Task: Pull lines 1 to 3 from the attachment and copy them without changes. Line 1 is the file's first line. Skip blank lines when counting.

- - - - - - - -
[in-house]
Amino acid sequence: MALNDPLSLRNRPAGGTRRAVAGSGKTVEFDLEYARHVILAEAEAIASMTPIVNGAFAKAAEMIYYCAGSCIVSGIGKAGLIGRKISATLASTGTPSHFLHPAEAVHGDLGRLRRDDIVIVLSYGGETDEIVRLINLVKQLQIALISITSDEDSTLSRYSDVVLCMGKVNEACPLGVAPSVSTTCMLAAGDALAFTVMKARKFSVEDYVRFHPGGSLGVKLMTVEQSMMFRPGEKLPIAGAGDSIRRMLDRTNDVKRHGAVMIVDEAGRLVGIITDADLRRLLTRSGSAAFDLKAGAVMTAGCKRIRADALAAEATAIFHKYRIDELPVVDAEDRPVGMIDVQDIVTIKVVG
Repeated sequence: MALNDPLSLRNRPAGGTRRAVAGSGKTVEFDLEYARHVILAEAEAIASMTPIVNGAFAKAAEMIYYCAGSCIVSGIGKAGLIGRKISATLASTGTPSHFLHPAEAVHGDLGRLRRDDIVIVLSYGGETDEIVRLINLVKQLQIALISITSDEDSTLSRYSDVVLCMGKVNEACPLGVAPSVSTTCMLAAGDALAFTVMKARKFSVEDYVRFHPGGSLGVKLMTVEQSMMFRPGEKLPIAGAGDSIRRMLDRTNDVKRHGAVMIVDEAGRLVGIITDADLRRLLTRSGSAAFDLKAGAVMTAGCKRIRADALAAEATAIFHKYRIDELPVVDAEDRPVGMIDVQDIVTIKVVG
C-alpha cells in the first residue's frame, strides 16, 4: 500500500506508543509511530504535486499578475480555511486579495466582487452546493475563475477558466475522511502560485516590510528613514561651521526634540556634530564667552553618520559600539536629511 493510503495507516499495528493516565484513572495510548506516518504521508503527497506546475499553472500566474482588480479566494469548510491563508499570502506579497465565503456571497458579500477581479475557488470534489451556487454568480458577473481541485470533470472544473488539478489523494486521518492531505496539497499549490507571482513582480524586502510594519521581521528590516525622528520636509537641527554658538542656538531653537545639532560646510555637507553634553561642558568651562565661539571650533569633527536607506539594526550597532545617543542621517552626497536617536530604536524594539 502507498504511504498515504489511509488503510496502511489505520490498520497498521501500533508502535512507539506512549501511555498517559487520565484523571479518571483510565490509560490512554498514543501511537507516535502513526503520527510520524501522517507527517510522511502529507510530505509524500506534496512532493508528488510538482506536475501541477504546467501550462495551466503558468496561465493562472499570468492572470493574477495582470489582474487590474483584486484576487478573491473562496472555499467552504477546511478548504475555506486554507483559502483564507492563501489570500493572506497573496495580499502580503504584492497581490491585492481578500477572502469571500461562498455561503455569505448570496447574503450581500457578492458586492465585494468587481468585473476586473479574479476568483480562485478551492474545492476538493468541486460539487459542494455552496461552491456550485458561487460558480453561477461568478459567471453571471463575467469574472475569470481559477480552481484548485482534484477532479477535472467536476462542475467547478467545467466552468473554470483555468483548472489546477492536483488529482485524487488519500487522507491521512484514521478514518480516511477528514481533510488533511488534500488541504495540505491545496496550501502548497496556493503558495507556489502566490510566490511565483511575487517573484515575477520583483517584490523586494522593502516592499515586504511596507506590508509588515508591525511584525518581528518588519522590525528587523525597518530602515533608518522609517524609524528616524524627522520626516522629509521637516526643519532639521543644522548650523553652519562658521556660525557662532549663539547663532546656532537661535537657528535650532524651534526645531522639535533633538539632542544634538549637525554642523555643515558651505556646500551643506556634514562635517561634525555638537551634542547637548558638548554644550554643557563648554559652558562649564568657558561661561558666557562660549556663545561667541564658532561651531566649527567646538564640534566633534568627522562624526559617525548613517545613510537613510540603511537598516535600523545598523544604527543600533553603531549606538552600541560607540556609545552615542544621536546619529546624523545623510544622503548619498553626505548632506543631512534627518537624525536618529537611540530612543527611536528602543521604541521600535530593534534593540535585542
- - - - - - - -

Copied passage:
[in-house]
Amino acid sequence: MALNDPLSLRNRPAGGTRRAVAGSGKTVEFDLEYARHVILAEAEAIASMTPIVNGAFAKAAEMIYYCAGSCIVSGIGKAGLIGRKISATLASTGTPSHFLHPAEAVHGDLGRLRRDDIVIVLSYGGETDEIVRLINLVKQLQIALISITSDEDSTLSRYSDVVLCMGKVNEACPLGVAPSVSTTCMLAAGDALAFTVMKARKFSVEDYVRFHPGGSLGVKLMTVEQSMMFRPGEKLPIAGAGDSIRRMLDRTNDVKRHGAVMIVDEAGRLVGIITDADLRRLLTRSGSAAFDLKAGAVMTAGCKRIRADALAAEATAIFHKYRIDELPVVDAEDRPVGMIDVQDIVTIKVVG
Repeated sequence: MALNDPLSLRNRPAGGTRRAVAGSGKTVEFDLEYARHVILAEAEAIASMTPIVNGAFAKAAEMIYYCAGSCIVSGIGKAGLIGRKISATLASTGTPSHFLHPAEAVHGDLGRLRRDDIVIVLSYGGETDEIVRLINLVKQLQIALISITSDEDSTLSRYSDVVLCMGKVNEACPLGVAPSVSTTCMLAAGDALAFTVMKARKFSVEDYVRFHPGGSLGVKLMTVEQSMMFRPGEKLPIAGAGDSIRRMLDRTNDVKRHGAVMIVDEAGRLVGIITDADLRRLLTRSGSAAFDLKAGAVMTAGCKRIRADALAAEATAIFHKYRIDELPVVDAEDRPVGMIDVQDIVTIKVVG